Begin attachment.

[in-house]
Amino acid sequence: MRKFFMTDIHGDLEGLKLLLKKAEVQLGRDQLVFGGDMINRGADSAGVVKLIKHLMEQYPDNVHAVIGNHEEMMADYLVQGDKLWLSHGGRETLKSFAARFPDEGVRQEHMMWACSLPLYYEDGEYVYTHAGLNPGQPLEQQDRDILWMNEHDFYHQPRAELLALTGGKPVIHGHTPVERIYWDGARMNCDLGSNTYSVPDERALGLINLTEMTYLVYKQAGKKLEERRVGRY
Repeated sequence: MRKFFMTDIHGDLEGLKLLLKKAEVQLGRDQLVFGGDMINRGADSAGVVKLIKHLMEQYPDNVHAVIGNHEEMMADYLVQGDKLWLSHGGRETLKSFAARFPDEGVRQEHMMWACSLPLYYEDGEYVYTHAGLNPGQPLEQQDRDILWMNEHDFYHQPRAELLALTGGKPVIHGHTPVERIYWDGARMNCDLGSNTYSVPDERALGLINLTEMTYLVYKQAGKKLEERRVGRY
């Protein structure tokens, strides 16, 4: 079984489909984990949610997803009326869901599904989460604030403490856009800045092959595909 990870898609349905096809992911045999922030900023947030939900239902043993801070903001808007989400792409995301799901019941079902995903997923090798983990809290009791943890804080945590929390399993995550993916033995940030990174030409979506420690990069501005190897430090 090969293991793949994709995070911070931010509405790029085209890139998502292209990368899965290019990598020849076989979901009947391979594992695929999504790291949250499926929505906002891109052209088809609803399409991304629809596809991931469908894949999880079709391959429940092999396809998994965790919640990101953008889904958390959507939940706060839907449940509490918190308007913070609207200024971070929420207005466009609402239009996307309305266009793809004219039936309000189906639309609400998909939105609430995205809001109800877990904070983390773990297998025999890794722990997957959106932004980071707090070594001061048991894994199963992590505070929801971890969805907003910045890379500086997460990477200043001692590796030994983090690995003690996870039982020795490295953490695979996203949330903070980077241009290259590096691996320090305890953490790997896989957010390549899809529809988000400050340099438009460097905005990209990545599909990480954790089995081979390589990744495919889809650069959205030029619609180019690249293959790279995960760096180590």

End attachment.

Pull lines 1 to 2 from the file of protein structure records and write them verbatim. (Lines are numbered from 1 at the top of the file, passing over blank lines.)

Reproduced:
[in-house]
Amino acid sequence: MRKFFMTDIHGDLEGLKLLLKKAEVQLGRDQLVFGGDMINRGADSAGVVKLIKHLMEQYPDNVHAVIGNHEEMMADYLVQGDKLWLSHGGRETLKSFAARFPDEGVRQEHMMWACSLPLYYEDGEYVYTHAGLNPGQPLEQQDRDILWMNEHDFYHQPRAELLALTGGKPVIHGHTPVERIYWDGARMNCDLGSNTYSVPDERALGLINLTEMTYLVYKQAGKKLEERRVGRY